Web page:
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Review

Artificial Intelligence for Histology-Based Detection of Microsatellite Instability and Prediction of Response to Immunotherapy in Colorectal Cancer

1
Department of Medicine, Boston University School of Medicine and Boston Medical Center, Boston, MA 02118, USA
2
Division of Hematology Oncology, Department of Medicine, University of California San Diego, San Diego, CA 92093, USA
3
Department of Medical Oncology, Dana-Farber Cancer Institute and Harvard Medical School, Boston, MA 02215, USA
*
Author to whom correspondence should be addressed.
Academic Editor: Marta Lukaszewicz-Zajac
Cancers 2021, 13(3), 391; https://doi.org/10.3390/cancers13030391
Received: 25 December 2020 / Revised: 18 January 2021 / Accepted: 18 January 2021 / Published: 21 January 2021
Defects in a DNA repair pathway called mismatch repair (MMR) can lead to cancer, including colorectal cancer (CRC). The detection of mismatch repair deficiency (dMMR) is based on molecular tests, one of which is microsatellite instability (MSI) testing. Detecting tumors with dMMR/MSI is important for the identification of patients with Lynch Syndrome and determining if patients may benefit from immunotherapy. Recently, artificial intelligence has been evaluated as a method to predict MSI/dMMR directly from tissue slides that are available for most cancer patients. We review the data regarding the utility of machine learning for dMMR/MSI classification, including its accuracy and limitations, focusing on CRC. We also provide an overview of previous efforts to predict MSI from tissue slides and background regarding the use of artificial intelligence for image analyses. We summarize recent efforts to use artificial intelligence for the prediction of MSI and discuss the implications for predicting response to immunotherapy.
Microsatellite instability (MSI) is a molecular marker of deficient DNA mismatch repair (dMMR) that is found in approximately 15% of colorectal cancer (CRC) patients. Testing all CRC patients for MSI/dMMR is recommended as screening for Lynch Syndrome and, more recently, to determine eligibility for immune checkpoint inhibitors in advanced disease. However, universal testing for MSI/dMMR has not been uniformly implemented because of cost and resource limitations. Artificial intelligence has been used to predict MSI/dMMR directly from hematoxylin and eosin (H&E) stained tissue slides. We review the emerging data regarding the utility of machine learning for MSI classification, focusing on CRC. We also provide the clinician with an introduction to image analysis with machine learning and convolutional neural networks. Machine learning can predict MSI/dMMR with high accuracy in high quality, curated datasets. Accuracy can be significantly decreased when applied to cohorts with different ethnic and/or clinical characteristics, or different tissue preparation protocols. Research is ongoing to determine the optimal machine learning methods for predicting MSI, which will need to be compared to current clinical practices, including next-generation sequencing. Predicting response to immunotherapy remains an unmet need. View Full-Text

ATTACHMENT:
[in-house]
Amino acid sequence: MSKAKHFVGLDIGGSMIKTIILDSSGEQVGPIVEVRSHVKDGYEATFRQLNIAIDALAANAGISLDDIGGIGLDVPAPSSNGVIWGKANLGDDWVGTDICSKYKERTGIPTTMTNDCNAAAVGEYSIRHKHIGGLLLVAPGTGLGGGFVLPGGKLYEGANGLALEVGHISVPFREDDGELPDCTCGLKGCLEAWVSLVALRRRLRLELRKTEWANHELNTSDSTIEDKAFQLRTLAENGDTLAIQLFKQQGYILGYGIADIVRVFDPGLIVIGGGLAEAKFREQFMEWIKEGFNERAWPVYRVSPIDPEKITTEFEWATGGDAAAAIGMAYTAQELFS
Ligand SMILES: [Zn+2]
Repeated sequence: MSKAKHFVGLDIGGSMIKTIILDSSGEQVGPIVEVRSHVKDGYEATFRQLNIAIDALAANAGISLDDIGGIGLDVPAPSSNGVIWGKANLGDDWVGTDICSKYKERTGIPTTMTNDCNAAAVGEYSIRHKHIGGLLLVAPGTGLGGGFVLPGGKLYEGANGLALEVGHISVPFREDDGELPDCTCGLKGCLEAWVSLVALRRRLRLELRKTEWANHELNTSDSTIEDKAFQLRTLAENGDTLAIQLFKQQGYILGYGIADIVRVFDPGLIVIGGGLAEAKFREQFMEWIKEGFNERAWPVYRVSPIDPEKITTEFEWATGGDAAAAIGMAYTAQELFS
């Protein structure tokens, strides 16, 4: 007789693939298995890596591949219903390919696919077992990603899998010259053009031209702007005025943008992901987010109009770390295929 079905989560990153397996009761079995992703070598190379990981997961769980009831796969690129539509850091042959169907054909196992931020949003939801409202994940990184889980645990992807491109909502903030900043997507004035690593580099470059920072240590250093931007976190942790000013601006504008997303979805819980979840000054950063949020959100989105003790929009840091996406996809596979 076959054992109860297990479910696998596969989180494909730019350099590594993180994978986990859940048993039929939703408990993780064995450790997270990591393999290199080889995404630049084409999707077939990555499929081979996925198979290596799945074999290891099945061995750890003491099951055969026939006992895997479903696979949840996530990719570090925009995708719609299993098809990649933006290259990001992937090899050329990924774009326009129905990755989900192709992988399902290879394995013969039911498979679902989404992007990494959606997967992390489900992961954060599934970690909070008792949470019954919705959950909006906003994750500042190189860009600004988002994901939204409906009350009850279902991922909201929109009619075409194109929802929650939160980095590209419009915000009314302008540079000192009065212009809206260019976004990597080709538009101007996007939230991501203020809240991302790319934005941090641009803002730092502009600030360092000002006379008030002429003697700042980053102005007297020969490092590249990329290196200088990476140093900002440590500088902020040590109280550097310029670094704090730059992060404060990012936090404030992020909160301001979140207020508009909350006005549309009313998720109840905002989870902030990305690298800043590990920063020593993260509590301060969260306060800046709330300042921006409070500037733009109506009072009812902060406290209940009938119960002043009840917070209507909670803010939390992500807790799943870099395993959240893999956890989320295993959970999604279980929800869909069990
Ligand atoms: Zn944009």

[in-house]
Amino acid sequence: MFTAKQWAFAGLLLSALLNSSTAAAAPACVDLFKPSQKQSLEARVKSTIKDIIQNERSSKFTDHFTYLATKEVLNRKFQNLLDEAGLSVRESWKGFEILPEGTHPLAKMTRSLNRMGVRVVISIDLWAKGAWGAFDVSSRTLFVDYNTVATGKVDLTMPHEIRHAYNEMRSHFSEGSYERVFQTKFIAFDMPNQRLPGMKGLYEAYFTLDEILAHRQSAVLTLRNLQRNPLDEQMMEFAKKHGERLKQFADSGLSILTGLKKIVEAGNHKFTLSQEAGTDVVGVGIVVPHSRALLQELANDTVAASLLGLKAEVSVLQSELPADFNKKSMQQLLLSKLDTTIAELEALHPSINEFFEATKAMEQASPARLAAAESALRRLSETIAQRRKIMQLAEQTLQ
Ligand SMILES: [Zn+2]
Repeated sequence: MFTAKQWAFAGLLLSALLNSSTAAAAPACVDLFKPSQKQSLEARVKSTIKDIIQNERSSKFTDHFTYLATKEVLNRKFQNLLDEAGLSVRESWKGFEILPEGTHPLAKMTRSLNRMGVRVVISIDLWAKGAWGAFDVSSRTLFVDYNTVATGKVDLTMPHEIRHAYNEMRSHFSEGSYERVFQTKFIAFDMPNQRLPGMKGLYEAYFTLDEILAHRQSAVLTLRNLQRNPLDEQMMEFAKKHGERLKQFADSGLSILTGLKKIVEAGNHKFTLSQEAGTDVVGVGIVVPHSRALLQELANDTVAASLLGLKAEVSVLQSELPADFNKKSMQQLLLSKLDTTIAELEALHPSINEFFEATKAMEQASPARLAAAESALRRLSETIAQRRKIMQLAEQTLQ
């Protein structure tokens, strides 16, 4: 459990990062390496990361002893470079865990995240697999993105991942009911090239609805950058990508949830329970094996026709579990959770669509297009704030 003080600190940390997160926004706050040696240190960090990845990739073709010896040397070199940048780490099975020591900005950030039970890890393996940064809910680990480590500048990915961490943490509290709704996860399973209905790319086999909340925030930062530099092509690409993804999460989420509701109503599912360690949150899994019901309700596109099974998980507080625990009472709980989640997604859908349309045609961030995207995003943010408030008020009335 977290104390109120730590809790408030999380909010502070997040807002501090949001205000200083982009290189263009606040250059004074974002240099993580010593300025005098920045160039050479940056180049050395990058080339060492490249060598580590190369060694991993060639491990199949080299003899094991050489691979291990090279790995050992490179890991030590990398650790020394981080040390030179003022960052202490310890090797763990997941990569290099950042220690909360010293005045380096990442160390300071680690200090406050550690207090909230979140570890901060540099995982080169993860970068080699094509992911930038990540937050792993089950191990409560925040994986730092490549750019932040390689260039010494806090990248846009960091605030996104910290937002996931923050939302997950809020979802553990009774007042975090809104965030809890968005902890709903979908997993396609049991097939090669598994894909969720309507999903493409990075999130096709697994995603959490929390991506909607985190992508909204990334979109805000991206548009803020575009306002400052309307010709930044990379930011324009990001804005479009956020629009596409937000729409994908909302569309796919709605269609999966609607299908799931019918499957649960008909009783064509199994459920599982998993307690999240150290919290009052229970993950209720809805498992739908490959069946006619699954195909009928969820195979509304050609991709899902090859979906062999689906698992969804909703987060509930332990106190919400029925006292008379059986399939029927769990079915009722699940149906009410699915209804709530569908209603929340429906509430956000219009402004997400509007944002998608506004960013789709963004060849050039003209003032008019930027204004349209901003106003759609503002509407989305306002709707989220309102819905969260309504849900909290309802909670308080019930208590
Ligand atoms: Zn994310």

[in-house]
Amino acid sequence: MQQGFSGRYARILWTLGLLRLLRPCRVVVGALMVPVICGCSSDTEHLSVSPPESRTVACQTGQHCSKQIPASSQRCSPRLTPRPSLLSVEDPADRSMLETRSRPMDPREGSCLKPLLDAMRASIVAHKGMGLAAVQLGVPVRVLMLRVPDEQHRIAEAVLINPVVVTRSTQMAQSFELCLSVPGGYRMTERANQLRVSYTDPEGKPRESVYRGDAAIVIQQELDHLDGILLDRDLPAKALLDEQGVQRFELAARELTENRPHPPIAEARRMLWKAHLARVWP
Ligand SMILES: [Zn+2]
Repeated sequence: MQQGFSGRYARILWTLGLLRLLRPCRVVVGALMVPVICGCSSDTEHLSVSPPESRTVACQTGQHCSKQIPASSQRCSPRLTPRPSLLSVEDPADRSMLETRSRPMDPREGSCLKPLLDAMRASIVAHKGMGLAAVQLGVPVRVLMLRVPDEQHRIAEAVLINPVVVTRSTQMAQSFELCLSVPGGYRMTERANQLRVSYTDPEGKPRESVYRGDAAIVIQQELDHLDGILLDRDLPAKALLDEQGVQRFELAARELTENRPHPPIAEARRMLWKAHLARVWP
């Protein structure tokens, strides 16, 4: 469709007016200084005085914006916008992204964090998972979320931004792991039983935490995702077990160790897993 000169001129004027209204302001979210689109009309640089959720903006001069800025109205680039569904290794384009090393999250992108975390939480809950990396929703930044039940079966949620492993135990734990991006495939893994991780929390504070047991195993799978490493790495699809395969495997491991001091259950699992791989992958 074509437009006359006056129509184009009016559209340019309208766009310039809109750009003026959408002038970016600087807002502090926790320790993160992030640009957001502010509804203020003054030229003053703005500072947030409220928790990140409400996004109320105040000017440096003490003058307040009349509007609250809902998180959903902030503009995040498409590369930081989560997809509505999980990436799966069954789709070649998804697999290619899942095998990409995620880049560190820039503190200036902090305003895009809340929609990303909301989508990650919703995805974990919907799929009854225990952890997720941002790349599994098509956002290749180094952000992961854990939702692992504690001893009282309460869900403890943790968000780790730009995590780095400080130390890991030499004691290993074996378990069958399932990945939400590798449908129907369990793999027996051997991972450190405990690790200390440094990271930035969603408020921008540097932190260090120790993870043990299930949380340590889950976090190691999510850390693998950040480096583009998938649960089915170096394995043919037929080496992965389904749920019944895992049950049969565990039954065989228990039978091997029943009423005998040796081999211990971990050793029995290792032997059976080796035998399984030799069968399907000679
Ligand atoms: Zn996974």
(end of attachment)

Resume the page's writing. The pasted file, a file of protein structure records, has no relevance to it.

Keywords: colorectal cancer; microsatellite instability; DNA mismatch repair; tumor immunology; immunotherapy; digital pathology; convolutional neural network; deep learning; machine learning; artificial intelligence colorectal cancer; microsatellite instability; DNA mismatch repair; tumor immunology; immunotherapy; digital pathology; convolutional neural network; deep learning; machine learning; artificial intelligence
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MDPI and ACS Style

Hildebrand, L.A.; Pierce, C.J.; Dennis, M.; Paracha, M.; Maoz, A. Artificial Intelligence for Histology-Based Detection of Microsatellite Instability and Prediction of Response to Immunotherapy in Colorectal Cancer. Cancers 2021, 13, 391. https://doi.org/10.3390/cancers13030391

AMA Style

Hildebrand LA, Pierce CJ, Dennis M, Paracha M, Maoz A. Artificial Intelligence for Histology-Based Detection of Microsatellite Instability and Prediction of Response to Immunotherapy in Colorectal Cancer. Cancers. 2021; 13(3):391. https://doi.org/10.3390/cancers13030391

Chicago/Turabian Style

Hildebrand, Lindsey A., Colin J. Pierce, Michael Dennis, Munizay Paracha, and Asaf Maoz. 2021. "Artificial Intelligence for Histology-Based Detection of Microsatellite Instability and Prediction of Response to Immunotherapy in Colorectal Cancer" Cancers 13, no. 3: 391. https://doi.org/10.3390/cancers13030391

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